It wasn't the first time the company had run up against aggressive policing of information that would be protected under the First Amendment in the United States. In 2011, Google removed profiles from its Orkut social-networking system after a court order deemed them politically offensive. And another order told the company to take down thousands of photos from one of its sharing sites.

U.S. companies are required to abide by the surveillance laws in whatever country they operate. But under legal assistance treaties, foreign governments usually funnel their requests through official channels, and U.S. authorities deliver the requests to the American companies. That slows down the surveillance machine in those countries, and they've been looking for ways to speed up that process.  

Brazil may prove an early test case for the Snowden blowback effect. According to a report in the Brazilian newspaper Folha, the government will present a "formal condemnation of U.S. data collection techniques" to the United Nations Human Rights Council at its next meeting on September 9, in Geneva. Brazil has apparently had little luck attracting supporters to its attempt to politically embarrass the U.S. government -- only seven other countries on the 47-member commission have signed on.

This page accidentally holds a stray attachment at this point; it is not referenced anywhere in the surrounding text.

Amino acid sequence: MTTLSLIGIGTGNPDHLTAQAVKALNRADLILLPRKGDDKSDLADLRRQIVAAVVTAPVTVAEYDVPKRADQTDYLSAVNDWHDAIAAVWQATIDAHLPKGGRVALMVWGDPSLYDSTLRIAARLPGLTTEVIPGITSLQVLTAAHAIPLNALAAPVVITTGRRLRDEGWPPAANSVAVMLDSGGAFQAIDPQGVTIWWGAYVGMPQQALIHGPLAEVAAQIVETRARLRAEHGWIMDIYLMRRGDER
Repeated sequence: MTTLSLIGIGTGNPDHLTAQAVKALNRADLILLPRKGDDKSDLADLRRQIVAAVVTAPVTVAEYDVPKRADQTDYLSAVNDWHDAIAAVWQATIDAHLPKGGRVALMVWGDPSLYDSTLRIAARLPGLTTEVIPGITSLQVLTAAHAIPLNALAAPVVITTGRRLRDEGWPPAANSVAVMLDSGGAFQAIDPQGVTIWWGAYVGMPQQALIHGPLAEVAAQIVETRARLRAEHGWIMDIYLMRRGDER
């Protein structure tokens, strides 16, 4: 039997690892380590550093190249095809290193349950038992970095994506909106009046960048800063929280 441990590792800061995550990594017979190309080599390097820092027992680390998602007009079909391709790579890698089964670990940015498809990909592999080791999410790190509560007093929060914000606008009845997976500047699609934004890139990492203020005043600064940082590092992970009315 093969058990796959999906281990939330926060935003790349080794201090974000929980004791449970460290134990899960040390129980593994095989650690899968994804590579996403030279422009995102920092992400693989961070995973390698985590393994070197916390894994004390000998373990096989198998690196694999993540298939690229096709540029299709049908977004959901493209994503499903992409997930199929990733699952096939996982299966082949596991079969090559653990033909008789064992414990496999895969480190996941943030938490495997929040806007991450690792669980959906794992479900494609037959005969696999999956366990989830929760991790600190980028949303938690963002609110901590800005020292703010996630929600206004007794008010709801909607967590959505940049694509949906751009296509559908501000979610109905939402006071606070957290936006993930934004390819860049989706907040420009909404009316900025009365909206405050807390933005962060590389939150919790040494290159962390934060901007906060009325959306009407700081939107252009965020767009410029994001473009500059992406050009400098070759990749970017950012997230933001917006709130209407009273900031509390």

But new information about NSA spying, disclosed by the director of the agency himself, may add some momentum to Brazil's efforts. At the Aspen Security Conference, Gen. Keith Alexander tipped his hand and revealed that the NSA is obtaining a huge amount of communications traffic from cables that come ashore in Brazil.

Brazil is in the espionage business, too, of course, as are most countries. But the NSA revelations have tended to obscure the obvious hypocrisy in one nation feigning outrage that another country is spying on it. In an interview with Folha, Brazilian Defense Minister Celso Amorim acknowledged that his fellow countrymen could be spied on via their connections to foreign social networks. (The implication was those in the United States.) But he said there was no evidence that the Brazilian government was using such a scheme to monitor its own citizens.

"What is known is more about the U.S. agencies," Celso said. "To my knowledge, nothing has come out about the Brazilian agencies. But Brazilians can be [monitored], yes. It is speculation."